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Old 07-03-2015   #21
shredder-scott's Avatar
Denver, Colorado
Paddling Since: 1980
Join Date: May 2013
Posts: 257
Originally Posted by ppine View Post
There is a lot of intuitive appeal in using rescue ropes for a Z drag. I don't think a working strength of 2200 pounds is enough. Loaded rafts can easily weigh 1,200 pounds or more and then you have the force of all of the current in a wrap. 4000 pounds is a lot more like it.

I want to respond.

The strength and length of a rescue rope(s) one should carry is a personal choice.

When choosing rescue ropes a wise boater will consider the total of weight of the boat it is likly to be used on, the with of the river, how other boats in your group are set up with rescue gear.

I run small r2 rafts and 13-14 foot paddleboats on narrow steeper such my 2,000+lbs 50 foot nrs pro waist rope does offer adquate stregth, and length for use in rescue and mechanical advantage systems... due to short length it is unlikly to be usefull in a 3:1 z drag....but it would work for a 4:1 pig rig,, however, given a choice I would I use my use my 5,000lb 75 foot NRS probag for a mechanical advantage setup.

If I was running full loaded oar rigs, on big rivers...I would likly carry a 150-200 foot higher strength rope...a 7- 10,000 lb rope I think would work....I would also carry larger pulleys to work with the larger diameter rope.

But this thread was about rescue ropes and gear that was carried ON YOUR BODY....there is no way that I know of to safely carry 150 feet of large diameter rope on your body while running class IV -IV rapids.....These ropes need to be secured in both yours and others in your groups hopefully there is a rope that is NOT in the raft that is in trouble.


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Old 07-05-2015   #22
Minden, Nevada
Paddling Since: 1961
Join Date: Jul 2015
Posts: 52
I am happy to be on a forum where people know what they are talking about. Good comments above.
The fastest way to weed out people you do not want to run rivers with is to start a conversation about rescue.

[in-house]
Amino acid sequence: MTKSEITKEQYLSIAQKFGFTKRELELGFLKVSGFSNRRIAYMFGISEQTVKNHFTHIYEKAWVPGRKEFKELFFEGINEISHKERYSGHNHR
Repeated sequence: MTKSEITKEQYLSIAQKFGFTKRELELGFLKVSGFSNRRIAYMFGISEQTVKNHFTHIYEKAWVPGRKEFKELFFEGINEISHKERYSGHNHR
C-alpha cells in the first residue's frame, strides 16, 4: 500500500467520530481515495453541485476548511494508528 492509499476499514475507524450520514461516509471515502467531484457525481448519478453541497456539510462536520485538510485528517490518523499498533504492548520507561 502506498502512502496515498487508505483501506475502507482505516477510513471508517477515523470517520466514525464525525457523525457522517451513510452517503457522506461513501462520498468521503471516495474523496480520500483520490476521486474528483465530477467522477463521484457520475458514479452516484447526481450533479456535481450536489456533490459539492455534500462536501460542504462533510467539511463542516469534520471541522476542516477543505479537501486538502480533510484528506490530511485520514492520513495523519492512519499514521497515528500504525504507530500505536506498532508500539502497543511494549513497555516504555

I have rafted with several people once on a day trip, but never again.

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Old 07-05-2015   #23
Carbondale, Colorado
Paddling Since: 1965
Join Date: Jan 2010
Posts: 175
Just a few thoughts on what I've read. One of the most important rope qualities on a z-drag is the stretch. A climbing rope that has 20% elongation is about worthless. I don't know if throw bag / rescue ropes are generally static lines or dynamic but you should check the "elongation before breaking" number before you use it in a pulley system. My 5/16" static line has a breaking strength of 4400 lb and 4% elongation.

I've heard a lot about breaking strength and weight of a raft. The force on a rope is how much pull you can put on it. Makes no difference if its in multiple pulleys or if your trying to pull 10 tons - tension is tension. There is very little dynamic force in a z drag. I figure each guy can pull at most 200 lbs so: 5 Guys x 200 +50% dynamic factor x 50% safety factor gives 2250 lb if five burley guys were honking on it.

Finally make sure it floats! My first static line sunk like a rock and that created a lot of problems in rigging. My current Blue water line floats anf is a lot easier to work with. Just my 2 cents
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Old 07-05-2015   #24
Calgary, Alberta
Join Date: May 2009
Posts: 361
FWIW, I went with the 75' 4400 lbs throw bag. I'm not 100% positive it's static/low elongation, but I checked the specs online and they list the polypro version (which I did not buy) at 6-8% elongation and called it 'high', which they don't say about the SpectrA version I bought... so I'm assuming it's lower.

I haven't had to use it and hope I never have to, but it attaches to a quick deploy belt I can wear on me (which I like), and it's heavy so it throws well (which I also like).

I'm happy with the purchase.

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